The following paper summarizes the implications, processes, and preliminary findings from a research study conducted by an undergraduate psychology student at Lindenwood University. The study experimentally investigated the relationship between a juror’s socioeconomic status (SES) and the likelihood that they would choose to convict a randomly selected defendant. It was hypothesized that a participant of a higher SES would be more likely to convict a defendant than would a participant of a lower SES. To investigate the validity of this hypothesis, participants (N=13) posing as jurors completed an online survey in which they were tasked with evaluating the details of 5 different court cases that had been erased of any identifiable and/or demographic information about the defendant (and victim(s), if applicable) before being asked to submit their final verdict on the case (guilty or not guilty). Data collected from this activity was inputted into the statistical analysis software program IBM SPSS Statistics (Version 28), alongside the jurors’ measures of SES, which had been totaled based on participants’ responses to a series of demographic questions, in order to calculate the Pearson’s r correlation statistic for the two variables. SES scores and frequency of jury conviction were found to be positively correlated (r(11) = .04, p = .44), but the findings were not of any statistical significance. Explanations for the study’s lacking statistical power and recommendations for improving the statistical power of future research is discussed.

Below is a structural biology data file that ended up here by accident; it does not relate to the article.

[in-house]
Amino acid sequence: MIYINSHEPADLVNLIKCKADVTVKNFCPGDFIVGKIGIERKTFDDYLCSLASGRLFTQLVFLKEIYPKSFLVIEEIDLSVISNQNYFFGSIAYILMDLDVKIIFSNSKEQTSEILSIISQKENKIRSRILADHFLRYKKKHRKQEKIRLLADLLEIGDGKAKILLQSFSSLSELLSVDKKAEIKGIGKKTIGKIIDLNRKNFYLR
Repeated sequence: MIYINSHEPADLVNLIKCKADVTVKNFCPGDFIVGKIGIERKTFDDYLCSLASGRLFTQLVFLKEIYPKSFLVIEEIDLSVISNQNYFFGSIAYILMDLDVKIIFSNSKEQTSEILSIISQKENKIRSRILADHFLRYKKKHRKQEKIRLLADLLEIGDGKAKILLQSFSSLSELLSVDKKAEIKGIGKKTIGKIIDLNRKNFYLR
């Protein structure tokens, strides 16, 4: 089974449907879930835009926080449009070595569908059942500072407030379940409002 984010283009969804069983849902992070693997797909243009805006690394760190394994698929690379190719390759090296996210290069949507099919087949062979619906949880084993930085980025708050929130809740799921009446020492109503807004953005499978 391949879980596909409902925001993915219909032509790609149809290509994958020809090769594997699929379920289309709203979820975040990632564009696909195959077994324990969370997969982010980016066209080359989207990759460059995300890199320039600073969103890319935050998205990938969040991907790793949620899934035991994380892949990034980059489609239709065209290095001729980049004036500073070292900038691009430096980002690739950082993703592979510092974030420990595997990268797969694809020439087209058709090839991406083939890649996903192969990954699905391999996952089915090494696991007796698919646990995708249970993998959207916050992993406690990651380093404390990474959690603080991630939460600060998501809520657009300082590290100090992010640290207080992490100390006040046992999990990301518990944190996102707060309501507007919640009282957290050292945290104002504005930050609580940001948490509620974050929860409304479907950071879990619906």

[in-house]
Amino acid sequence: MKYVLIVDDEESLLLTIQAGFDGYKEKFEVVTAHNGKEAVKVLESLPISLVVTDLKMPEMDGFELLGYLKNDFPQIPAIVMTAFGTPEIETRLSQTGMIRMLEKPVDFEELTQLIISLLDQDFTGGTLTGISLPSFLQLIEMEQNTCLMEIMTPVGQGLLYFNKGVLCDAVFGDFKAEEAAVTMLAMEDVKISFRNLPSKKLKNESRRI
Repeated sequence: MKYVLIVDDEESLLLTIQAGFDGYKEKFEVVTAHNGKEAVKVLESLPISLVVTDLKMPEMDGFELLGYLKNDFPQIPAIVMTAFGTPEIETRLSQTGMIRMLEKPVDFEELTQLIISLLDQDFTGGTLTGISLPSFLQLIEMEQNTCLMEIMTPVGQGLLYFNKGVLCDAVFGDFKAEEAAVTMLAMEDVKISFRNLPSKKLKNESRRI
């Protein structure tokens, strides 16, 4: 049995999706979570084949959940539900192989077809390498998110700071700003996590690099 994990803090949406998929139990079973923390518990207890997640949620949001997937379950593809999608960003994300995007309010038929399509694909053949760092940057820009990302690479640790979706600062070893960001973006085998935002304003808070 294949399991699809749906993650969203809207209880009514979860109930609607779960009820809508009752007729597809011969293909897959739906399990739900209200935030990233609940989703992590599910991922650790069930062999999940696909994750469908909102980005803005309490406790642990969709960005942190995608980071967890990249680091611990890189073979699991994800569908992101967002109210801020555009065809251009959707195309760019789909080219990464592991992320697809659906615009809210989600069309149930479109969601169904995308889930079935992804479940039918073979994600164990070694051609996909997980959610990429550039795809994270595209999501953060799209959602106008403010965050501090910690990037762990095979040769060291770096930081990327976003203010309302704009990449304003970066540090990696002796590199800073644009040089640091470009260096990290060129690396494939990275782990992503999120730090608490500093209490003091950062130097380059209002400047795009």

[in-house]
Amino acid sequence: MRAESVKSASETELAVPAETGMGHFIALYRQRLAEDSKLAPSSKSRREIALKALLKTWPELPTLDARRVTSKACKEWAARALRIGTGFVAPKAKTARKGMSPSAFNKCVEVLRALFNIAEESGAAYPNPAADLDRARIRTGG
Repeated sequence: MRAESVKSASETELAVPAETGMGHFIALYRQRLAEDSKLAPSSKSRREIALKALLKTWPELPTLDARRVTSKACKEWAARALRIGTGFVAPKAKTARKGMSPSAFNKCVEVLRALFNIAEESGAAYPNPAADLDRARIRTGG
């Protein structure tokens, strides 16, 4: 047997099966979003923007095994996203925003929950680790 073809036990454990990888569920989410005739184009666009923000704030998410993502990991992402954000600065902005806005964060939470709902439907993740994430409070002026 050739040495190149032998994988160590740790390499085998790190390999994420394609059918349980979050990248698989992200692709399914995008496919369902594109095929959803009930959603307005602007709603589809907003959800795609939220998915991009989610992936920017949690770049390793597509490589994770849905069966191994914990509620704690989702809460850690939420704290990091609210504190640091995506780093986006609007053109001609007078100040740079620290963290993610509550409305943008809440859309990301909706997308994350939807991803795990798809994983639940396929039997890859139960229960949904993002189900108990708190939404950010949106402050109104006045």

"Guilty by Reason of Vanity?: The Relationship Between Jurors’ Socioeconomic Status and Trial Outcome,"
Undergraduate Psychology Research Methods Journal: Vol. 2:
1, Article 8.
Available at: https://digitalcommons.lindenwood.edu/psych_journals/vol2/iss1/8
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